Congratulations! After all the hard thinking, trepidation, and cold feet, you finally took the big decision to go out on a limb and start that business you’ve always dreamt about. It’s okay if you’re still not too sure about this, at least you’ve decided to do it anyway. What matters now is to keep going. And an important first step on this path would be the development of a business plan. Regardless of whether or not you think it’s needed in the immediate, a business plan is something you should have prepared and handy right from the outset.
It’s what you’ll present to investors in order to poach your ideas and get the much needed funding from them. Also, if you’re planning to start by taking out a loan, the bank or other lending organization or individual need to see the viability of what they’re staking their money on. And even if you’re self-funding the business, a clear and concise business plan will help you put your goals and the path to achieving in perspective. It’s something you can always have to direct you and help you stay on track when you really get into the thick of things.
To start with, we need to let you know that your business plan should be tailored strictly to fit the understanding and knowledge base of who you’re writing it for. It shouldn’t be so long as to bore the reader out of their minds. At the same time, it should contain all the important details about your proposed business that will give even a layman a good idea in just a few reads. Now that we’ve gotten that out of the way, let’s get cracking and talk about the basic components that your business plan should possess:
- An Executive Summary: Just like the name implies, this part basically summarizes what the whole business plan entails. You have to throw in your best here as some investors may possibly not look beyond it. And we all know what they say about first impressions anyway. So, your executive summary should present an overview of what you plan to do with your business and how you plan to do it. Be sure to include exact figures and not just vague observations and statements about potentials and possibilities. This will show you have done your homework and you’re ready to hit the ground running.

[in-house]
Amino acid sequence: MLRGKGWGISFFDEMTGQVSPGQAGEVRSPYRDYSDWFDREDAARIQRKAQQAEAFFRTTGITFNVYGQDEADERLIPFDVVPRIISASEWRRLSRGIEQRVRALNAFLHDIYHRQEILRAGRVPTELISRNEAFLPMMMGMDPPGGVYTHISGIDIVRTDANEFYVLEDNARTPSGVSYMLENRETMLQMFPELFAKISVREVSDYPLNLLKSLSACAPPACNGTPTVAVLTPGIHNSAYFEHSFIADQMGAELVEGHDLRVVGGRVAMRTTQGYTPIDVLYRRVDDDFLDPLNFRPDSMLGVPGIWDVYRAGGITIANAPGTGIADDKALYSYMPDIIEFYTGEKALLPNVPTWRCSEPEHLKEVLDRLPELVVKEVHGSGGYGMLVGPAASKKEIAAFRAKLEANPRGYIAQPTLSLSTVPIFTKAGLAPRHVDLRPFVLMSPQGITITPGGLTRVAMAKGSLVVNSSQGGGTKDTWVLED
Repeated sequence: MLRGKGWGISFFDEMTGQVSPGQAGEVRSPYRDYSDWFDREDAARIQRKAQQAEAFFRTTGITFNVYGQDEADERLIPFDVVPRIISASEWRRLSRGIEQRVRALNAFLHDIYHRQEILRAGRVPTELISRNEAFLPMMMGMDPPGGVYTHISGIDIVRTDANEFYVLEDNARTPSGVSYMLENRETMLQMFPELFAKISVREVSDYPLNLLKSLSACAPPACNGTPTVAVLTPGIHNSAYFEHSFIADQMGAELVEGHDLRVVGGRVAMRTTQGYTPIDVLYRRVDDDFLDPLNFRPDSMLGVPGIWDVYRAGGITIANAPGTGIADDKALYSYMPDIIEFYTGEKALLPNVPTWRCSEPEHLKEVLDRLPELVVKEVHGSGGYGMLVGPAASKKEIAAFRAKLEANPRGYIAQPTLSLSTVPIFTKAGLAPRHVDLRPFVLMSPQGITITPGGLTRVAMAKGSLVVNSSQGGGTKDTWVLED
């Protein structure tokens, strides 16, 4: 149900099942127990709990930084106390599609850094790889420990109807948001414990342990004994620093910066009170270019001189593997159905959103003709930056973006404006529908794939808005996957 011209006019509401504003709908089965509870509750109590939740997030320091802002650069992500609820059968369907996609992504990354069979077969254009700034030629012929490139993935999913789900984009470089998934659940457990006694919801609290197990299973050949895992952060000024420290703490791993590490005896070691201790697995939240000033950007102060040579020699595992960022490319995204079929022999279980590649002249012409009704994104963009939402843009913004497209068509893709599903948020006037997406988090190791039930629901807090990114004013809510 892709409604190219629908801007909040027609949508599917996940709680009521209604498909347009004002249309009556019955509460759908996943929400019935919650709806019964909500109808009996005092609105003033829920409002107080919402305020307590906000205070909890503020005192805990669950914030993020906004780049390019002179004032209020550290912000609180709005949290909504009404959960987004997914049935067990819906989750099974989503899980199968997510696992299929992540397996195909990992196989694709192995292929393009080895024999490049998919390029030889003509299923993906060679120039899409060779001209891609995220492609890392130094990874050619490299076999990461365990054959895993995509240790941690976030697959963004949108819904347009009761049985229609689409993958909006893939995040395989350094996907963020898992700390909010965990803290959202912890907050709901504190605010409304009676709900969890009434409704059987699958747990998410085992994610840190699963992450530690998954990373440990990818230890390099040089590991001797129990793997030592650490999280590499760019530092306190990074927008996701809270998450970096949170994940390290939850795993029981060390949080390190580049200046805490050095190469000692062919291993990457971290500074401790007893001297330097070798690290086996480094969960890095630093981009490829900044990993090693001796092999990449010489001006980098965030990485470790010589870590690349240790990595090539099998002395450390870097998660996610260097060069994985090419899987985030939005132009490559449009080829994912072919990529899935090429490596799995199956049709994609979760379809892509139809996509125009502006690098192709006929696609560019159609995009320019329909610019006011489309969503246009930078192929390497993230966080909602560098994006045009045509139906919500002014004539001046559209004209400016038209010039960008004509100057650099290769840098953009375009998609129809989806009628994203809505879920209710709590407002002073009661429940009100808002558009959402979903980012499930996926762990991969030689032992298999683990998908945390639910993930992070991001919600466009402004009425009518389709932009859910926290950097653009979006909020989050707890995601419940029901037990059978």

- A Description of the Business: This is where you talk about the model of your business, what it is meant to achieve, and a bit of how it is to operate. All of this should be done with reference to the prevalent environmental circumstances such as the growth or otherwise of the industry as a whole, and the condition of the general economy of the nation. These will help you provide a proper perspective about how your proposed business wants to come in.
- Market Analysis and Strategy: Here is where you get to do an indepth analysis of the existing market and your plan to penetrate it. You should outline what the current market realities are and the advantages they provide for your proposed business. Also, don’t forget to mention the challenges that might be faced and how you plan to handle them. This is an area where fastidious investors are wont to pay close attention. Don’t be unnecessary over optimistic in your outlook, any sensible investor can see through that right away. Be as balanced and objective and you can be and present the facts both about the market and about your plans for operating within it.
- Competition Evaluation: In this section, you do a review of the competing businesses already in the market, their strengths, weaknesses, and how you hope to do better than them. Investors need to be convinced that you have a plan to avoid being pushed off the market as newbie.
- Execution Strategy: Again, the name says it all. The question you want to answer in this section is: How do you plan to put all of these plans into action. It’s important that you’re not just building castles in the air and making unrealistic projection. You should be able to put in a workable action plan.
- Financial Plans and Forecast: And here’s the all-important part about money. You need to clearly set out how much you need in terms of costs to get running, and how much you revenue you hope to generate through the business. This part also requires a lot of attention to detail, proper research, and in-depth calculations. The moment investors catch any whiff of inflated figures or wrong calculations, they’re gone as fast as the wind.
After putting your business plan together, you should have it looked over by associates, partners, and one or two professionals before having it in its final form. There will definitely be some things you could add which they would point out to you. If done properly, your business plan is your first step to success in the business world.